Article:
'All hat, no cattle'

Rick Perry’s candidacy. Plus, news from Iraq and Pakistan, and the AT&T/T-Mobile merger.
By EDITORIAL  |  August 17, 2011


And so it came to pass, another God-fearing right-wing nut has joined the field competing for the Republican nomination to run against President Barack Obama next year.

This one is named Rick Perry, and he is the governor of Texas, which sounds impressive — the Lone Star State being the nation's second most populous as well as ground zero for the oil and gas business.

Getting elected governor in Texas is a noteworthy political accomplishment. Perry is, hands down, the most dynamic campaigner in the Republican field — as it now stands.

However, in terms of constitutional authority — the power to get things done — the governor of Texas is not as powerful as, say, the chief executives of New York, Massachusetts, or even tiny Maryland are in their respective states.

Even when this fact makes it to the public, it is unlikely to make much of a difference. Perry has religion, Tea Party–style. For Republican primary voters this time around, that may be all that matters.

Perry is also styling himself as the nation's most successful job-creating governor. That is not quite right.

The Fort Worth Star-Telegram takes issue with the claim. Back in June, when Perry's candidacy was still in its speculative phase, the paper politely pointed out that as impressive as job growth has been in Texas, it had little to do with politicians in general, or Perry in particular. A booming energy business was the engine driving the Texas economy.

It is a rare (and probably unsuccessful) politician who does not exaggerate, so Perry's bloviating should be taken in stride.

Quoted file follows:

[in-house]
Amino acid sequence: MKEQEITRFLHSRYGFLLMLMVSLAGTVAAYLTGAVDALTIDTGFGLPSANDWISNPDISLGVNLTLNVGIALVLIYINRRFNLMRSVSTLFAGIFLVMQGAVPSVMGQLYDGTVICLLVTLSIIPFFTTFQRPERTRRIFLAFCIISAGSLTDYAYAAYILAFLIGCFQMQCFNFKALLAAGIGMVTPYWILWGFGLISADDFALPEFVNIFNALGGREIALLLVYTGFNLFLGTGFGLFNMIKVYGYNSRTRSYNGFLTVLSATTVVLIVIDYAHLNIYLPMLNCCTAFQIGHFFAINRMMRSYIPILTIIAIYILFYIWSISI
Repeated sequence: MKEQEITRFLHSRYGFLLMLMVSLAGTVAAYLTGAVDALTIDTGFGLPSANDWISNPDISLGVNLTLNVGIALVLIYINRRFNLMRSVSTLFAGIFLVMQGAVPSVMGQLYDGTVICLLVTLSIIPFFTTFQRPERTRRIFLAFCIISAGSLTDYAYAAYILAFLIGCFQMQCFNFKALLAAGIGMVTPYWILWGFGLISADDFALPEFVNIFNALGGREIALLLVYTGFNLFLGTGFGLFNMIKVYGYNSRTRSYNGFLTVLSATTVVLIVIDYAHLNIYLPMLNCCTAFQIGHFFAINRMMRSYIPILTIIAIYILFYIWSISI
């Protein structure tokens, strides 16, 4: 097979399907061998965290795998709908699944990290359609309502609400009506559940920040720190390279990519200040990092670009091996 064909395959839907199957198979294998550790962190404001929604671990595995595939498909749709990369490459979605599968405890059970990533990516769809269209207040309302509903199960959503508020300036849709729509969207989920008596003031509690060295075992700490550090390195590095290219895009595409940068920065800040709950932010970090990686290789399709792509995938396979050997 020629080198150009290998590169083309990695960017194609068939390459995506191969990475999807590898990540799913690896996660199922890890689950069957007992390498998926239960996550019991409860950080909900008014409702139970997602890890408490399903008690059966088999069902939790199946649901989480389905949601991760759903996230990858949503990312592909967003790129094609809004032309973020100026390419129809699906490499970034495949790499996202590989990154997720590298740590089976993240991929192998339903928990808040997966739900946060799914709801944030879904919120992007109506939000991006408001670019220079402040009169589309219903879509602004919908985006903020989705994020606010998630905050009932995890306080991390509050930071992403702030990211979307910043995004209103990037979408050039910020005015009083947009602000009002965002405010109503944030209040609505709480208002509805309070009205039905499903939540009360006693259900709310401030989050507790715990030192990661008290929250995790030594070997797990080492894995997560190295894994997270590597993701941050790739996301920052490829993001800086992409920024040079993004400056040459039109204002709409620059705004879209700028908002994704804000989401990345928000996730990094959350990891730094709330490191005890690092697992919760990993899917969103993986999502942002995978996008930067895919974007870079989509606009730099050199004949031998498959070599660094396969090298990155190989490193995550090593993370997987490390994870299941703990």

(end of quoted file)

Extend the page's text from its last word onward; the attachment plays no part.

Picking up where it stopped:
Perry has been governor for almost 11 years, ever since his predecessor, George W. Bush, resigned after being elected president.

The Texas Observer, an admittedly liberal publication that is nevertheless respected for its shrewd political judgment, concluded that, in a comparison of the Bush and Perry governorships, Bush comes out the winner.

Bush, the Observer found, paid more attention to details and was stronger in terms of policy. Since Bush's style in Austin — as later in Washington — was to avoid getting his hands dirty and to delegate as much as possible, it leaves you wondering what Perry, "this good-looking rascal," as former president Bill Clinton has called him, has been doing for the past 3850-plus days.

Aside from politicking (and loudly calling for Texas to secede from the Union of which he now wants to be president), not a whole lot.

Voters will not hear much from Perry about his three gubernatorial "achievements": using the power of eminent domain to build toll roads; mandating teenage girls to be vaccinated against sexually transmitted diseases; and devising a new tax scheme that has Texas running what appears to be a never-ending deficit. His education-reform plan was so hare-brained that the Republican-controlled Texas House of Representatives rejected it — unanimously.

Perry is, as Texans say, "all hat, no cattle."

What Sarah Palin calls the lame-stream media have been making a mighty big deal of Perry's candidacy, fancying him the guy to mess with the well-coiffed campaigns of Mitt Romney and Michele Bachmann — who, along with Perry, are the favorites among oddsmakers in the press.

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